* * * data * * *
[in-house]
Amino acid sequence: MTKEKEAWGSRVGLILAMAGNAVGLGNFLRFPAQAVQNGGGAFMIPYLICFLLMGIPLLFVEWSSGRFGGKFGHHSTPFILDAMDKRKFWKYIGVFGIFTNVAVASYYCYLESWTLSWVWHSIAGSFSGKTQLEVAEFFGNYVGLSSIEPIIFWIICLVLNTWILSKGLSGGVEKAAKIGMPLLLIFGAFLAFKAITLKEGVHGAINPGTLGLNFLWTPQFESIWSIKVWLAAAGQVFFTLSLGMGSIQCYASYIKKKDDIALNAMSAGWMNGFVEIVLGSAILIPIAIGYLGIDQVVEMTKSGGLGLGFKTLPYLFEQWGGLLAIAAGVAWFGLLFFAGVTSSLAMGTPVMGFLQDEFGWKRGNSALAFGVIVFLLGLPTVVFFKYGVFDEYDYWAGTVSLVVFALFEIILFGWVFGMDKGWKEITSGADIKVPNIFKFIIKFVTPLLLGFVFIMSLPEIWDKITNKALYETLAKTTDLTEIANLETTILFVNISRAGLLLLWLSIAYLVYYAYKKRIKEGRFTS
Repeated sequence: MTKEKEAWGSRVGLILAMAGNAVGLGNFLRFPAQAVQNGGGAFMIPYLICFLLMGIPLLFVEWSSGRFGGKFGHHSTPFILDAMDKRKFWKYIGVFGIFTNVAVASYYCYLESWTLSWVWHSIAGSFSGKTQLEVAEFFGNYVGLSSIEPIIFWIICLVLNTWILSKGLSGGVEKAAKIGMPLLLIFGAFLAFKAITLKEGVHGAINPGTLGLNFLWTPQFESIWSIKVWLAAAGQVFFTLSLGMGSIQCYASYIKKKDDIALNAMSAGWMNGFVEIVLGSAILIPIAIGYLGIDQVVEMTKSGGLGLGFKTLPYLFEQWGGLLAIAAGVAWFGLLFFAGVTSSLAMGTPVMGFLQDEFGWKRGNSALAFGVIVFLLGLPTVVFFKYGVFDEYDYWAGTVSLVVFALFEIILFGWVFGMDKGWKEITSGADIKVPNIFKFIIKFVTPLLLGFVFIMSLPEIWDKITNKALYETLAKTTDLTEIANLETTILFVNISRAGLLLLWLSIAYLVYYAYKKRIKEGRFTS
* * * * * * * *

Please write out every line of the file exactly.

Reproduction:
[in-house]
Amino acid sequence: MTKEKEAWGSRVGLILAMAGNAVGLGNFLRFPAQAVQNGGGAFMIPYLICFLLMGIPLLFVEWSSGRFGGKFGHHSTPFILDAMDKRKFWKYIGVFGIFTNVAVASYYCYLESWTLSWVWHSIAGSFSGKTQLEVAEFFGNYVGLSSIEPIIFWIICLVLNTWILSKGLSGGVEKAAKIGMPLLLIFGAFLAFKAITLKEGVHGAINPGTLGLNFLWTPQFESIWSIKVWLAAAGQVFFTLSLGMGSIQCYASYIKKKDDIALNAMSAGWMNGFVEIVLGSAILIPIAIGYLGIDQVVEMTKSGGLGLGFKTLPYLFEQWGGLLAIAAGVAWFGLLFFAGVTSSLAMGTPVMGFLQDEFGWKRGNSALAFGVIVFLLGLPTVVFFKYGVFDEYDYWAGTVSLVVFALFEIILFGWVFGMDKGWKEITSGADIKVPNIFKFIIKFVTPLLLGFVFIMSLPEIWDKITNKALYETLAKTTDLTEIANLETTILFVNISRAGLLLLWLSIAYLVYYAYKKRIKEGRFTS
Repeated sequence: MTKEKEAWGSRVGLILAMAGNAVGLGNFLRFPAQAVQNGGGAFMIPYLICFLLMGIPLLFVEWSSGRFGGKFGHHSTPFILDAMDKRKFWKYIGVFGIFTNVAVASYYCYLESWTLSWVWHSIAGSFSGKTQLEVAEFFGNYVGLSSIEPIIFWIICLVLNTWILSKGLSGGVEKAAKIGMPLLLIFGAFLAFKAITLKEGVHGAINPGTLGLNFLWTPQFESIWSIKVWLAAAGQVFFTLSLGMGSIQCYASYIKKKDDIALNAMSAGWMNGFVEIVLGSAILIPIAIGYLGIDQVVEMTKSGGLGLGFKTLPYLFEQWGGLLAIAAGVAWFGLLFFAGVTSSLAMGTPVMGFLQDEFGWKRGNSALAFGVIVFLLGLPTVVFFKYGVFDEYDYWAGTVSLVVFALFEIILFGWVFGMDKGWKEITSGADIKVPNIFKFIIKFVTPLLLGFVFIMSLPEIWDKITNKALYETLAKTTDLTEIANLETTILFVNISRAGLLLLWLSIAYLVYYAYKKRIKEGRFTS